Back to my muffins...
I had the batter all ready and went to pull the muffin tins out of the cabinet. As I unstacked them onto the counter and began to butter them, I realized that whichever child had "washed" them, had simply washed the top one of the stack, leaving the dirty ones firmly fixed to the back end. And then whichever child was responsible for "drying" and putting away the dishes had, complicit, merely dried the outside of the stack and shoved the whole deal into the closet.
(All of my children are now old enough to be involved in the dish-washing process, so even if you think you know which kid was responsible, you don't. Thus I protect the identity of the innocent and guilty alike. Also, I have no idea who was responsible either, or believe you me, I'd be doing more about it than just writing a vent-y blog post...)
That old saw about how if you want something done right, do it yourself is SO true. Especially when you have kids. But so is this one about the goal of mothering: that is, our goal is to work ourselves out of a job. Teach our kids to do everything for themselves, so that we have nothing left to do. Hah. I know. There will never actually be nothing for us to do. But you get my point. The problem is that it is SO HARD to make myself take the time to let them do it, fail, correct them, explain, make them do it over again, correct again, etc, wash, rinse, repeat, ad nauseum. It drives me crazy. And the older the kids get and the more of "my job" they learn to do, the more difficult it is for me to let go of the perfection of order and detail that I want, in order to teach them to care for themselves. Don't laugh, IT'S HARD.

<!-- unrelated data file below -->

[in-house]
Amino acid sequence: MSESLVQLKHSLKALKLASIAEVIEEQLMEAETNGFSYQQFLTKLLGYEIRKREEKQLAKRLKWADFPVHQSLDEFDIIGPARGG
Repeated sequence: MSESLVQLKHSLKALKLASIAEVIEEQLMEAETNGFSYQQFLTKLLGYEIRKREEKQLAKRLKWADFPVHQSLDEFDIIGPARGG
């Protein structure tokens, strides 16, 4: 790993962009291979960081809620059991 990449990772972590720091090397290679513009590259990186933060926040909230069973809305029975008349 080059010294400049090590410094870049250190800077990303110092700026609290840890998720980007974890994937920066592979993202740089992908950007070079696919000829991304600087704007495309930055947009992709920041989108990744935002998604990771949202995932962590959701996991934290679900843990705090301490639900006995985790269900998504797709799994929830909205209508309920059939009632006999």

When Sofi and Judah were little, J would take them off on Saturday mornings for Special Daddy Time and I would clean the whole house myself. In blissful silence and with total concentration I would polish, wash, sweep and even wash, dry, fold and put away entire loads of laundry, while I cleaned the bathroom to sparkling perfection. Now? Now everyone has Jobs. You might think this would make my job easier. You would be wrong.
It's worth it. I know it is. In the end they will be able to cook and care for themselves, do their own laundry, make a week's meal plan and budget for their groceries. The all (even the boys) will be able to sew on a button, clean a toilet and iron a shirt. And one day they will thank me. I tell them this every Saturday. "One day you'll thank me!" I shout into the maelstrom of whining, complaining, dishcloths flying, laundry swirling, feather dusters flung across the room in frustration, "I know you will!" They roll their eyes, "How do you KNOW???" I'll tell you how I know. This is how I know.
Thank you, thank you for teaching me how to cook and care for myself, how to do my laundry, make a meal plan, keep a budget, sew on a button, scrub a toilet and iron a .... (never mind, that was Mrs Hendry). Thank you for taking the time and sacrificing your standards to teach me the skills to be self-sufficient and a decent respectable member of society. I know it wasn't a cake-walk.
Sofi, Judah, Jamie, wait and see.... wait and see....